The Matrix Revolutions

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The pros of the (still relatively new) practice of filming sequels back to back are all fairly apparent. After all the Lord Of Rings trilogy and Avengers Infinity War/Endgame both hugely benifited from the same cast and crew surging through a near unbroken production schedule to create massive, sprawling adventures that still manage to stand on their own despite having stories that heavily depend on other movies to start/complete their journey. Of course, as with everything, the reverse is also true and that brings us, limping and glitching, to The Matrix Revolutions.
Shitty title aside, this third film was handed absolutely no favours whatsoever by having to follow The Matrix Reloaded into cinemas by a mere 6 months that gave absolutely no time to address the shockingly bad storytelling that mired it’s flashy but clunky predecessor. Ending with a string of world shattering revelations and poorly executed cliff hanger suprises, The Matrix Revolutions had the near impossible task of not only trying to tie up a sizable bunch of lose ends but to also have to make the movie satisfying to an audience desperate to see the trilogy end right.
They are still waiting…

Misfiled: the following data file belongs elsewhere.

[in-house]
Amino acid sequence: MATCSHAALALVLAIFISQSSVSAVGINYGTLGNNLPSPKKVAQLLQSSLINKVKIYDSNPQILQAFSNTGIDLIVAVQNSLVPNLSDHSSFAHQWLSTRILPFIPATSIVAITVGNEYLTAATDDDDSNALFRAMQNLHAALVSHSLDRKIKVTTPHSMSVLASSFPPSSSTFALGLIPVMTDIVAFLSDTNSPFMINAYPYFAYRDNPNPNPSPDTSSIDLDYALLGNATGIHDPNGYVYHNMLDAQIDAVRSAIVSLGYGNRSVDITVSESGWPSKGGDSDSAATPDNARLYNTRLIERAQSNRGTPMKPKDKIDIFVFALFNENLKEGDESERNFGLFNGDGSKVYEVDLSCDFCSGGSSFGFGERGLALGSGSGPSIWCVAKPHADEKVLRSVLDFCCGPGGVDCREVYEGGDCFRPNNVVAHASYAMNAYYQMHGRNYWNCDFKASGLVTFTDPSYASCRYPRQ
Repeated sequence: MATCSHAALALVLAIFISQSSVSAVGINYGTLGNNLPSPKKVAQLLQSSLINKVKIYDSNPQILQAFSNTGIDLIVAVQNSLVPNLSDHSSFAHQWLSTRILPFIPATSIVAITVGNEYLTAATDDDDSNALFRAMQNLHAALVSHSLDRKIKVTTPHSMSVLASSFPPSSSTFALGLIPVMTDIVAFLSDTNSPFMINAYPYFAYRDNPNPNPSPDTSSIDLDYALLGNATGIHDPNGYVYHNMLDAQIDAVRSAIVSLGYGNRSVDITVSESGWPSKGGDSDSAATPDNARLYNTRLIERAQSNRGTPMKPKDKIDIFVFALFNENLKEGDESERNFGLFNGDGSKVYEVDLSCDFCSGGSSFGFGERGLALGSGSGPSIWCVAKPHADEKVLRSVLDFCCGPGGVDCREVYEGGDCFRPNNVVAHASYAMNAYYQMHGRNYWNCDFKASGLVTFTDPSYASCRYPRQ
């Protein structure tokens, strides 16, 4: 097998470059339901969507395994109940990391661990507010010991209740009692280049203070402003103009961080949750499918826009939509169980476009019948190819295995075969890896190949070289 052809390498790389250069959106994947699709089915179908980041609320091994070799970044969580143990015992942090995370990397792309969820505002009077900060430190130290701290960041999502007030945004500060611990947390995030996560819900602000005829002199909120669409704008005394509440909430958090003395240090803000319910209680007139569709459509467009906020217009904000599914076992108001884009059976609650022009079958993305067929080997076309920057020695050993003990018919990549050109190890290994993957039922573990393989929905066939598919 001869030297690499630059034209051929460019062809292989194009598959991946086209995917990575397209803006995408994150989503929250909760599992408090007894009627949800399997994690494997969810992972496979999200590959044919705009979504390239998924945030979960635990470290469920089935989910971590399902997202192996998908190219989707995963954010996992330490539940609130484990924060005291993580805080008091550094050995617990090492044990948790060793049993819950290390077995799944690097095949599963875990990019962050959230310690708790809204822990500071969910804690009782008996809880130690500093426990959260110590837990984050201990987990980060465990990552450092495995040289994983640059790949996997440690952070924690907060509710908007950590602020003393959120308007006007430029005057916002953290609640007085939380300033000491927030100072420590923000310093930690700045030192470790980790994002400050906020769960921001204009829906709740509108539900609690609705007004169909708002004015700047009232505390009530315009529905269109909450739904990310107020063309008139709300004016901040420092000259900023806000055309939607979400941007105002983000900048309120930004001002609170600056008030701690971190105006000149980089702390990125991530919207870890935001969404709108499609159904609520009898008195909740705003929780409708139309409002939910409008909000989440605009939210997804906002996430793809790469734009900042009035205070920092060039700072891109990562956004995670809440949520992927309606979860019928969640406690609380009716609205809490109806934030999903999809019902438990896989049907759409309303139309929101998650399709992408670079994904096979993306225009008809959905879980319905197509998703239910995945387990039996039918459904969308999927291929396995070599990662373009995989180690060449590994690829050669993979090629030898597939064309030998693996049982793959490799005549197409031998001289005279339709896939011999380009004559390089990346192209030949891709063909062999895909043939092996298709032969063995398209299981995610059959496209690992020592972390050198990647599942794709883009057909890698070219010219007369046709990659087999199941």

The prophecy is in ruins and humankind is in deadly danger with the news that the legend of The One is actually sort of a scam. In order to correct a systemic anomaly that exists to allow the Matrix to function, every couple of generations requires the machines to cull the humans living in the real world before their growing numbers become a threat to their robot-y existence and the legend of The One is supposed to facilitate that in a plan that contains far too many plot holes to comment on here. I say “supposed” because instead of choosing the route that will result in the death of ALMOST everyone living free (and thereby preserving the human race for another couple of generations), our hero, Neo decided to go with option B which involves in death for EVERYBODY and the machines struggling to survive on limited resources (cheers mate). Worse yet, the surprise discovery that Neo now has the ability to manipulate the energy flow in machine in the real world has left his mind stranded in The Matrix, separated from his body while the malevolent virus known as Smith is still assimilating victims and growing in number. On top of all THAT, the Smith-possessed human called Bane (subtle) has already thwarted an attempt to stem the advancing murder-machines (maddeningly shown off-screen) and is currently in prime position to enact a terrible stabby revenge on our comatose hero. While trapped in a limbo (which resembles the cleanest subway station in all of creation), Neo chats to a couple of programmes and discovers that in their own way the machines love, procreate and experience feelings and emotions not unlike humans, meanwhile Trinity, Morpheus and rogue programme Seraph infiltrate the rubbery S&M nightclub of information trafficker The Merovingian to fight their way through nipple harnesses and gimp masks to negotiate Neo’s release. After this proves suprisingly easy (imagine if Luke Skywalker strode into Jabba’s throne room, simply demanded Han Solo back and Jabba went “oh, go on then.” and you’re not too far off the truth), the gang track down The Oracle (now revealed to be a co-creator of The Matrix and is now played by another actress after the original tragically passed away) who tells Neo what he must do to end the war. This involves grabbing a ship and taking a day trip to the extraordinarily lethal machine city to barter with the source which he does with Trinity despite not knowing that Smith-Bane has stowed away. While Morpheus and a bunch of characters whose names you can’t remember race back to the human city of Zion, the war finally begins as huge, spider-legged drills and countless octopus-like Sentinals rain down on screaming men equipped with giant, shooty power rigs. Can Neo and Trinity succeed in making a deal with the machines by claiming they have a common enemy in the Smith virus who has almost completely remade the Matrix in his sneering image, or will Zion be exterminated as brutally as an ant hill in a flood? As it stands, you won’t fucking care much either way.